Saturday, May 16, 2015

Lanciatore: an everyday household suffering from Wonga economics, set in Medieval Italy (until 17 May)

A young man is ambitious to provide for his family. He could never hope to earn what he needs to move to a bigger house, so he takes out a loan and then foolishly gambles it all away in a bid to grow his stake, leaving his family in peril of losing everything.

Sounds like an everyday household suffering from Wonga economics with society’s obsession for prosperity clouding all notions of sensible saving before spending.

It’s also the premise of Paul Kennedy’s new tragic comedy Lanciatore which sees the eponymous juggler (played by Terry Keeley) in Medieval Italy borrowing from an impatient money lender (Michael Liebmann) to play cards with the Vagabondi and put everything he’s built up for wife Victoria (Roisin Gallagher) at risk.

“Don’t be doing anything stupid” shouts Victoria, a former contortionist and now stay-at-home-mother. They make a sweet couple, one quietly ambitious, the other content and so forgiving. Roisin gets to channel her inner Lally The Scut as she mixes gentle love with emotional frustration and angst.

Three Ragazze (buxom wenches played by Claire Connor, Jo Donnelly and Julie Maxwell) provide the narration, often rhyming their way through extended sections of scene setting and reflection, weaving their lines around and on top of each other. They also play the Vagabondi card sharks [you'd count your fingers after shaking hands with them] and the money lender’s two bailiffs, humorously named Rack and Ruin who ponder “How can he juggle with broken fingers?”

Michael Liebmann alternates between playing the money lender (whose repayment policy quickly boils down to ‘your money or your wife’) and a needy priest who would prefer if confession included some decent sins to get his teeth into.

The cast are totally committed to their characters and the use of masks and accessories prevent costume changes and clearly differentiate the multiple parts being played. The venue – Belfast Circus School – chimes with the lead character’s occupation and his previous work in a circus.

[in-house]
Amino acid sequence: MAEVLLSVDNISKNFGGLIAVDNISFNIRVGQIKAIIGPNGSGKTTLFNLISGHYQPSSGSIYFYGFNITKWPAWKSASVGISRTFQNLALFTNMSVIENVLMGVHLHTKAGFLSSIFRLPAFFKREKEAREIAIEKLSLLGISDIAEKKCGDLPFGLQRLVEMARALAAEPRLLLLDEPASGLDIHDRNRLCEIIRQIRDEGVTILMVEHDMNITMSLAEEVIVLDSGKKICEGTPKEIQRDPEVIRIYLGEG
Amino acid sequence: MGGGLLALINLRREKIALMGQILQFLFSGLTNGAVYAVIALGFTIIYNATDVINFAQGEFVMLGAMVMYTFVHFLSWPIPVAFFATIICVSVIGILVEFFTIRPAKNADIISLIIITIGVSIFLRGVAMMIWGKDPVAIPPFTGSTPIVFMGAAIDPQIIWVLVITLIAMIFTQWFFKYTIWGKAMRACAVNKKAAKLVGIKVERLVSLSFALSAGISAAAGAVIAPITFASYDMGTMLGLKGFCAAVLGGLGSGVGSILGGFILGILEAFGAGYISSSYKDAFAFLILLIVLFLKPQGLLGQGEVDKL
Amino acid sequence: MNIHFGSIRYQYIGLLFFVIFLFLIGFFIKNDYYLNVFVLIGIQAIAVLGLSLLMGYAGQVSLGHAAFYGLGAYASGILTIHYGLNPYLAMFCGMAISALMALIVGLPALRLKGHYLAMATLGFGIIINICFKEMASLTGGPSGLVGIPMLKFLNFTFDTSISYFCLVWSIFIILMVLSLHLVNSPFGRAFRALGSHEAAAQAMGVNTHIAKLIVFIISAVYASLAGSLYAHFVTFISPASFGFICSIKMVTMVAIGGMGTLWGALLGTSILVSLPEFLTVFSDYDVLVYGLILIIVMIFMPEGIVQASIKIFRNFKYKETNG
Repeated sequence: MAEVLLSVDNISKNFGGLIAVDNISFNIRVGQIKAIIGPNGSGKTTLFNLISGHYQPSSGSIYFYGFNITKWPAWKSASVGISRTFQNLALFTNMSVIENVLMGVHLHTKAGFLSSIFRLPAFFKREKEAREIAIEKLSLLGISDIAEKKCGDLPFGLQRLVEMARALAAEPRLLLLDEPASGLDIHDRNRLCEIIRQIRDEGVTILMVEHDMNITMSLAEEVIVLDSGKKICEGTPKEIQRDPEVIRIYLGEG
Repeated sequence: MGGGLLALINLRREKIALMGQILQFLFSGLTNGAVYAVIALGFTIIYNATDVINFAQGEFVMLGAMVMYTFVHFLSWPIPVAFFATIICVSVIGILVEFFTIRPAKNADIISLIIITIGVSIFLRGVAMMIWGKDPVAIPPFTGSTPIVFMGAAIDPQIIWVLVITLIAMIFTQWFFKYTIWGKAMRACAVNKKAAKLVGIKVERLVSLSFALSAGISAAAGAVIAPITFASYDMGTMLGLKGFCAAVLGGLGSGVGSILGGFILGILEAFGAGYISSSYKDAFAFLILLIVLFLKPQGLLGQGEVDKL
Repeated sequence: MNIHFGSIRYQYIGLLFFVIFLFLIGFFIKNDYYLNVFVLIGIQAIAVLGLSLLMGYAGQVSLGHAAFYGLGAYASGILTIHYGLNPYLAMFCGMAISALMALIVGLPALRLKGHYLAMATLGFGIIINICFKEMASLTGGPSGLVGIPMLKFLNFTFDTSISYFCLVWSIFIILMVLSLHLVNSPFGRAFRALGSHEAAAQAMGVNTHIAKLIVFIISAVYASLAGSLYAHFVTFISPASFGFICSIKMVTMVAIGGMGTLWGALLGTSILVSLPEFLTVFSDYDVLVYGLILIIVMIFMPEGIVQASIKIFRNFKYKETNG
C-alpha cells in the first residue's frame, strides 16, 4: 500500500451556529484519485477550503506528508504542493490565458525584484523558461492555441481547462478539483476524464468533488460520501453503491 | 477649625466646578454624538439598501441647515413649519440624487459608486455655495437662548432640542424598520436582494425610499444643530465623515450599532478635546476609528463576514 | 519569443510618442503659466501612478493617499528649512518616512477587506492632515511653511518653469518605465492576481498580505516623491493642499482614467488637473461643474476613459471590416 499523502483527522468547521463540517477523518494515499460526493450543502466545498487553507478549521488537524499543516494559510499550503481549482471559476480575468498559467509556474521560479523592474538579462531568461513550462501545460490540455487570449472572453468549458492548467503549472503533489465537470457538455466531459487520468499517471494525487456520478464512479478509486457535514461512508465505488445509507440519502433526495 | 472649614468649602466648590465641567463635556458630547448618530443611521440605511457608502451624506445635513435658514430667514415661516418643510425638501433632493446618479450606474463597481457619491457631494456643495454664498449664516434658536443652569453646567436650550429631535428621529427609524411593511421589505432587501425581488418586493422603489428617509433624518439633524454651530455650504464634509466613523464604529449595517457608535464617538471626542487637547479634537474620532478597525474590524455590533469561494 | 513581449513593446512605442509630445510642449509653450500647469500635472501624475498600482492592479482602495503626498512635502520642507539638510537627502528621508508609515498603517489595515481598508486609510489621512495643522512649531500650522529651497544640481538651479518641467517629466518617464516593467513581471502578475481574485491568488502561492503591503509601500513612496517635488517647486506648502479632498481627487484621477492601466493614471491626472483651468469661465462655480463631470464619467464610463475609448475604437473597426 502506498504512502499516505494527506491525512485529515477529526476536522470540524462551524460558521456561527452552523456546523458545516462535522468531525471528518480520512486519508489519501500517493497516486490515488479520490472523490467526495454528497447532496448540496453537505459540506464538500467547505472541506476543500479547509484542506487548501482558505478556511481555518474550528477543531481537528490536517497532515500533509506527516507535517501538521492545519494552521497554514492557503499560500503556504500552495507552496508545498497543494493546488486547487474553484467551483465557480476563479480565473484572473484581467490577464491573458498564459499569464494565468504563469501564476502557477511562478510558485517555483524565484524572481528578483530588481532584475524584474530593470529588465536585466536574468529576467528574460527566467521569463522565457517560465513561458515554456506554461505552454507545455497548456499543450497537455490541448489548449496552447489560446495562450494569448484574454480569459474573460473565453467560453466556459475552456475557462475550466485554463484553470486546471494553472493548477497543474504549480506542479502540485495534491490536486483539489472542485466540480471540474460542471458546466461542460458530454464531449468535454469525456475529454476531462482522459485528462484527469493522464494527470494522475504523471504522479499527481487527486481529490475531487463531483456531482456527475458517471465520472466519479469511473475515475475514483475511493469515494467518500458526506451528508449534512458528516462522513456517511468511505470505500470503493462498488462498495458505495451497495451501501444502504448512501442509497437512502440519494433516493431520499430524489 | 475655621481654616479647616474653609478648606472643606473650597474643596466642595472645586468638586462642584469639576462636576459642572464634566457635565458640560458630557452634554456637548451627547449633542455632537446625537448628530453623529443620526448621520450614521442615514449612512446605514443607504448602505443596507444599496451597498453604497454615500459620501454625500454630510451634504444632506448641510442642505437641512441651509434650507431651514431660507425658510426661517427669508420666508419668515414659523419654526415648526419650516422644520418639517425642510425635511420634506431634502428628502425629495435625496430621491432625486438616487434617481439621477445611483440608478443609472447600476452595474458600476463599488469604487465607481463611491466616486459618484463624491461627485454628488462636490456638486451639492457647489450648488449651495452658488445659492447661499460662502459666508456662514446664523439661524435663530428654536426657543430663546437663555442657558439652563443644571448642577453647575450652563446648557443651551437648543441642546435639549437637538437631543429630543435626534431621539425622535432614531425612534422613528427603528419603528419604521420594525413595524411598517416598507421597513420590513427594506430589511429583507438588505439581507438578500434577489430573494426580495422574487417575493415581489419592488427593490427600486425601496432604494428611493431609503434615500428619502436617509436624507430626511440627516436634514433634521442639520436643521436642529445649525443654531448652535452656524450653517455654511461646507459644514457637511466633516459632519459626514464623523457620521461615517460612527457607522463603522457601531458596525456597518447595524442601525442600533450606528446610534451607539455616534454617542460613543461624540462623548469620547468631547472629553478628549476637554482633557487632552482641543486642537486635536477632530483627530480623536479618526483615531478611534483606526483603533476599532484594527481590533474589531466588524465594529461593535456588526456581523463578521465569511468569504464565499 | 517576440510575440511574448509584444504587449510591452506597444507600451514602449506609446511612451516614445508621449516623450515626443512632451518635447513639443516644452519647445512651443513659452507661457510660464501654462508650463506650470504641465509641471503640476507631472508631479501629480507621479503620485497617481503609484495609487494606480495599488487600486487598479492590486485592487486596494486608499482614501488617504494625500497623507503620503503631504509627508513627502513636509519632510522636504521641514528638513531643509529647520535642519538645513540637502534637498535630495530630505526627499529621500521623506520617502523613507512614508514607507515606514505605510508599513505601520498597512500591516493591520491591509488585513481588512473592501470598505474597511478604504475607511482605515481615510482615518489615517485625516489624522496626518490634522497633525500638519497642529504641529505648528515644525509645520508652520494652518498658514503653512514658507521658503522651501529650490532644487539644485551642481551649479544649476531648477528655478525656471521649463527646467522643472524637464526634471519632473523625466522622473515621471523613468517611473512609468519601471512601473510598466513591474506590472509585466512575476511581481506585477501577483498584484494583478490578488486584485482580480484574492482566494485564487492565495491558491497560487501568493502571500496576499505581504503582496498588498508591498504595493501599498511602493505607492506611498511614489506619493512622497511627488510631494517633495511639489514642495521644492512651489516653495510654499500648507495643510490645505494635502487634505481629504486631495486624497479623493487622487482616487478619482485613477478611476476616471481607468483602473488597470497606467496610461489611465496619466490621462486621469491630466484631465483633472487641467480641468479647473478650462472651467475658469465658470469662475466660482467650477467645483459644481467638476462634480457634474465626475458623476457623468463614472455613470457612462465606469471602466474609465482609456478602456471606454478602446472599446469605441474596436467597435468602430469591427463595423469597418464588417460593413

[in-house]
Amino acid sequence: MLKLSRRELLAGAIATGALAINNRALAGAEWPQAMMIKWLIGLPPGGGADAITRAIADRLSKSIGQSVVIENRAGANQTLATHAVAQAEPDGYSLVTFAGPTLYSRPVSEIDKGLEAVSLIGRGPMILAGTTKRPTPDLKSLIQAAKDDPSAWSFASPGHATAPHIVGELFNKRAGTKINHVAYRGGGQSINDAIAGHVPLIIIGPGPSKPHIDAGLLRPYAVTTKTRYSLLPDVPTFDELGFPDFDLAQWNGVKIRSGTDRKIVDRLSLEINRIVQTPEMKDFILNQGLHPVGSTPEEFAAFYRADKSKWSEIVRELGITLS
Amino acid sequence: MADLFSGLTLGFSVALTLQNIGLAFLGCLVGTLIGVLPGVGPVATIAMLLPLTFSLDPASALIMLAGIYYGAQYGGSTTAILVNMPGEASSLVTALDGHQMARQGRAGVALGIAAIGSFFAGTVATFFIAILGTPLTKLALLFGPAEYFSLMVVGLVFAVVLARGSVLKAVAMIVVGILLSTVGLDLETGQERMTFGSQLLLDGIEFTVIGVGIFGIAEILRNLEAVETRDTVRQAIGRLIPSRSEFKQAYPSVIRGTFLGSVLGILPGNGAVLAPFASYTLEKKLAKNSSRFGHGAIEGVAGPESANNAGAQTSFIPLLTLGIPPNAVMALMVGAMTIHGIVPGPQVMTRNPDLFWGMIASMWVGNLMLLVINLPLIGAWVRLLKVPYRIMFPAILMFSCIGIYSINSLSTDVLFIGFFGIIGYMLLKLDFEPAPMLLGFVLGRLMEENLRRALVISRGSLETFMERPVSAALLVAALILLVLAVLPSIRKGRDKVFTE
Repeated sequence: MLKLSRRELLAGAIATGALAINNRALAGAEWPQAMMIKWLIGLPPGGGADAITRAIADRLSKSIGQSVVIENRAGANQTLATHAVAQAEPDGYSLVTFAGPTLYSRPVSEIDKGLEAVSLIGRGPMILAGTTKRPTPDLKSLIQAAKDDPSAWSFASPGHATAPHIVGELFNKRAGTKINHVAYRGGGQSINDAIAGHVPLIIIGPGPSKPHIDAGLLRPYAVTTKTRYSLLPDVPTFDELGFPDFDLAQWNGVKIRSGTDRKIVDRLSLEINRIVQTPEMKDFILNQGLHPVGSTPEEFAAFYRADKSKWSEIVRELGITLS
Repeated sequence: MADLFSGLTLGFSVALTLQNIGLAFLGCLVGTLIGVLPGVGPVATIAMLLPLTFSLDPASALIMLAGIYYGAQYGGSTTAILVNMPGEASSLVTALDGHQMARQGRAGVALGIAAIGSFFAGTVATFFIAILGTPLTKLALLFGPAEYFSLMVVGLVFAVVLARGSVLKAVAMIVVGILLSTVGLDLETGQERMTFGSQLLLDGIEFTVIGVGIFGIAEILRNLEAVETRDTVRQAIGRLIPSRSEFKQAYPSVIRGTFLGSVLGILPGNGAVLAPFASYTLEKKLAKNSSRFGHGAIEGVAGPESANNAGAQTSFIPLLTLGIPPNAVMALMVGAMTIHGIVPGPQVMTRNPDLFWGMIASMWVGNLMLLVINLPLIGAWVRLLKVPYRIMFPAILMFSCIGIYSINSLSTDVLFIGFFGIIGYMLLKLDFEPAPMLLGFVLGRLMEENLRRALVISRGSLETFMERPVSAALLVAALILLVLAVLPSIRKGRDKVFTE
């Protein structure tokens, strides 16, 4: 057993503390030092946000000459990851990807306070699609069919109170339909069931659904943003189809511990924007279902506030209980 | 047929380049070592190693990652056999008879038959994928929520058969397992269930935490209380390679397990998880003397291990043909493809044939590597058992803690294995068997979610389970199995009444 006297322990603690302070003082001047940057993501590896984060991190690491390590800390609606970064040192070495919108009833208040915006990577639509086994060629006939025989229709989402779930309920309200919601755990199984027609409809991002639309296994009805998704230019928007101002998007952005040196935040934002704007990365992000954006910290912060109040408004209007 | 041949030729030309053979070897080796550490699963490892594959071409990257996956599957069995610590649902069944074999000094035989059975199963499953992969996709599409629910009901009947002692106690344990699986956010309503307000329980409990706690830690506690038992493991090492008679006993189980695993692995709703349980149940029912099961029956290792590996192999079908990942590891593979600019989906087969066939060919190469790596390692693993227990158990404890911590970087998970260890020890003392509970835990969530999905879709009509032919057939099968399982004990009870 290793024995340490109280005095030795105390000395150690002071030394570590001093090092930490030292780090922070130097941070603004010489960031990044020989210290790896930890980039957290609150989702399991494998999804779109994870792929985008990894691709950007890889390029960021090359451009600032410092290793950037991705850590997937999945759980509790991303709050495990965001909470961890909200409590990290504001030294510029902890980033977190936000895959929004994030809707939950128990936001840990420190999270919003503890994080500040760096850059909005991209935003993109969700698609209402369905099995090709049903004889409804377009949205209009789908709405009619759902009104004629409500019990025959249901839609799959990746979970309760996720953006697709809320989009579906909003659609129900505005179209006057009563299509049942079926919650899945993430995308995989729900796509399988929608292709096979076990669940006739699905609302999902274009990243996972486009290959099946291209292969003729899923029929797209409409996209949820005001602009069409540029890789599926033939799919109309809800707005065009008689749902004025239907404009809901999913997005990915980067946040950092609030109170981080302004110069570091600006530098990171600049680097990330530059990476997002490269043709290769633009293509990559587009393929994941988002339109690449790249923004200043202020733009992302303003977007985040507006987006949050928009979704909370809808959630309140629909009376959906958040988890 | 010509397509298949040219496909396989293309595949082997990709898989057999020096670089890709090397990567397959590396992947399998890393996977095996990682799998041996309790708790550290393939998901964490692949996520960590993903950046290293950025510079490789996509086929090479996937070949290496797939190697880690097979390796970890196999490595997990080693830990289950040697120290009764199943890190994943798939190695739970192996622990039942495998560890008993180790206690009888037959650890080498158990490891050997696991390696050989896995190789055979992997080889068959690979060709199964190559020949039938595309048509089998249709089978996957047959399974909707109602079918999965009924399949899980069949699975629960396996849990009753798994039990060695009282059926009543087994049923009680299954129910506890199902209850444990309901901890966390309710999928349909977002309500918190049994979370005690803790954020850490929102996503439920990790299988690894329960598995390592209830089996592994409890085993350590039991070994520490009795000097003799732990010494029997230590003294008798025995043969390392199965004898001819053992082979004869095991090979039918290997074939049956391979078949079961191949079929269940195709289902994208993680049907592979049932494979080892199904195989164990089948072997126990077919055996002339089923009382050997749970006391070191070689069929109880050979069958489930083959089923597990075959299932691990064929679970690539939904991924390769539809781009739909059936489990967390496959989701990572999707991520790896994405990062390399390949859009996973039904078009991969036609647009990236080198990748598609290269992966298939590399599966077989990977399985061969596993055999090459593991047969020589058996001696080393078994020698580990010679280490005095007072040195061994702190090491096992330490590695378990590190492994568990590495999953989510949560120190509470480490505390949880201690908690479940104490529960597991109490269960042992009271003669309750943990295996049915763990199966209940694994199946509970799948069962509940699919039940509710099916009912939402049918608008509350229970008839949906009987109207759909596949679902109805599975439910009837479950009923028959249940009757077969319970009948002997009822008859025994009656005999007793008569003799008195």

Paul Kennedy’s script has rhythm and is peppered with word play: “I’m just havin’ a giraffe” [laugh]; “Any bin lids?” [kids]. Everyone becomes a victim, even the money lender when the bailiffs decide that he is bringing his trade into disrepute and they call in his own debts.

Lanciatore is a stripped back production that would fit into the back of a small van if Rawlife choose to tour. Niall Rea’s wooden box set conceals actors, props and is easily pushed around and rearranged by the cast to signify a change of location.
“I’m out of time and beyond help.”

Only an hour long, and playing to an audience of 50 or so sitting around three sides of the set, Lanciatore is a well-balanced and pleasing piece of theatre in which the script makes its point and moves on without delay. The ending is the play’s weakest point: it’s hard to build up to an energetic crescendo when the denouement has to be so tragic.

Co-directors Martin McSharry and Patrick J O’Reilly have brought the script to life in a way that’s interesting but not so overpowering that the message is hidden behind layers of choreography or over-the-top acting..

Lanciatore contains live juggling and some strong language. Having played as part of the recent Cathedral Quarter Arts Festival, Lanciatore is back in Belfast Circus School until Sunday 17 May. Tickets available for £12.50.

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